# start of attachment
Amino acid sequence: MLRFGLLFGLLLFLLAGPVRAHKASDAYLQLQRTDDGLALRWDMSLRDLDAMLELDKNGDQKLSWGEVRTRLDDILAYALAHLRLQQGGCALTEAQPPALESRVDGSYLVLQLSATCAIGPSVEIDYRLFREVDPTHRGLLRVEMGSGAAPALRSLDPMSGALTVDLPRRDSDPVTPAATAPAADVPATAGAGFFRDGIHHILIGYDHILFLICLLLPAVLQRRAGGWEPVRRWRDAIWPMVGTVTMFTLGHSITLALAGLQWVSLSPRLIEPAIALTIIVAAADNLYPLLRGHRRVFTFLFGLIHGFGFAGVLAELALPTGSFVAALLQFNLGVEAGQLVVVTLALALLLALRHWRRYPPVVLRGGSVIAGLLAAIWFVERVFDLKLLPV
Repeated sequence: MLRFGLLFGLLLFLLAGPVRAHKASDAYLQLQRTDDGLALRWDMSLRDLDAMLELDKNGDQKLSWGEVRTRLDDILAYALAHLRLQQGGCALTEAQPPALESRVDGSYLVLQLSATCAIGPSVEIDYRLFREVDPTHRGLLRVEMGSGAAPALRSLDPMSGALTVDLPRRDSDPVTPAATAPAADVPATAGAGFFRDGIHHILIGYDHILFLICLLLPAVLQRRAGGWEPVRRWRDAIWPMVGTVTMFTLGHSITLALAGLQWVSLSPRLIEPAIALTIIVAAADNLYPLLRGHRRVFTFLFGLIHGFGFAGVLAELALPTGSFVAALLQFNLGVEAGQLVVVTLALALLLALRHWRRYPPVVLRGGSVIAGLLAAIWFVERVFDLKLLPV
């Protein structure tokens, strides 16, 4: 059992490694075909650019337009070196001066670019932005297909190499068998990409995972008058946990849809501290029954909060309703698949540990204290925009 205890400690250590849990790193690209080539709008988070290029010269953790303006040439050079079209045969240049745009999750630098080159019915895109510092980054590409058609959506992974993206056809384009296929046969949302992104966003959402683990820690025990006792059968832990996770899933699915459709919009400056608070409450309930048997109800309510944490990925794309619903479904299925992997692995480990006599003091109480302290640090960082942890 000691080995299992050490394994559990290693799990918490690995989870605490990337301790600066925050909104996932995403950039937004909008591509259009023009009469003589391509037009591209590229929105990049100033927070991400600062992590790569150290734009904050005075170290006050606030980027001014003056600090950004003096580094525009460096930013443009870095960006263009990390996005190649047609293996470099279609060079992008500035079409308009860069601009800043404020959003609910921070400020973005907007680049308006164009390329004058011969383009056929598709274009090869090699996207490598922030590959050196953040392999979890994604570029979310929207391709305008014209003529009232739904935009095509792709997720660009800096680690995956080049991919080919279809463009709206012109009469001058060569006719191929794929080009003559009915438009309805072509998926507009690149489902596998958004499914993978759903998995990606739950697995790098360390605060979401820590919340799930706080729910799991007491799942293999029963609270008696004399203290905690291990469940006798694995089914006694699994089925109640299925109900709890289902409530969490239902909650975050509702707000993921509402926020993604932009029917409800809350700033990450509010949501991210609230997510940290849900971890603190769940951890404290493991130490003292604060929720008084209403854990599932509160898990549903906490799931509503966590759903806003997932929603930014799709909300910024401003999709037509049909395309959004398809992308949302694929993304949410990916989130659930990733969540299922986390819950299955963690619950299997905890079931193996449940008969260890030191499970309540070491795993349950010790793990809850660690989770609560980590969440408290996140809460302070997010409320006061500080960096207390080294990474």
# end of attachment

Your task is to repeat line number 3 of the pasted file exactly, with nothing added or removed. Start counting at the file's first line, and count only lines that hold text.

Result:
């Protein structure tokens, strides 16, 4: 059992490694075909650019337009070196001066670019932005297909190499068998990409995972008058946990849809501290029954909060309703698949540990204290925009 205890400690250590849990790193690209080539709008988070290029010269953790303006040439050079079209045969240049745009999750630098080159019915895109510092980054590409058609959506992974993206056809384009296929046969949302992104966003959402683990820690025990006792059968832990996770899933699915459709919009400056608070409450309930048997109800309510944490990925794309619903479904299925992997692995480990006599003091109480302290640090960082942890 000691080995299992050490394994559990290693799990918490690995989870605490990337301790600066925050909104996932995403950039937004909008591509259009023009009469003589391509037009591209590229929105990049100033927070991400600062992590790569150290734009904050005075170290006050606030980027001014003056600090950004003096580094525009460096930013443009870095960006263009990390996005190649047609293996470099279609060079992008500035079409308009860069601009800043404020959003609910921070400020973005907007680049308006164009390329004058011969383009056929598709274009090869090699996207490598922030590959050196953040392999979890994604570029979310929207391709305008014209003529009232739904935009095509792709997720660009800096680690995956080049991919080919279809463009709206012109009469001058060569006719191929794929080009003559009915438009309805072509998926507009690149489902596998958004499914993978759903998995990606739950697995790098360390605060979401820590919340799930706080729910799991007491799942293999029963609270008696004399203290905690291990469940006798694995089914006694699994089925109640299925109900709890289902409530969490239902909650975050509702707000993921509402926020993604932009029917409800809350700033990450509010949501991210609230997510940290849900971890603190769940951890404290493991130490003292604060929720008084209403854990599932509160898990549903906490799931509503966590759903806003997932929603930014799709909300910024401003999709037509049909395309959004398809992308949302694929993304949410990916989130659930990733969540299922986390819950299955963690619950299997905890079931193996449940008969260890030191499970309540070491795993349950010790793990809850660690989770609560980590969440408290996140809460302070997010409320006061500080960096207390080294990474």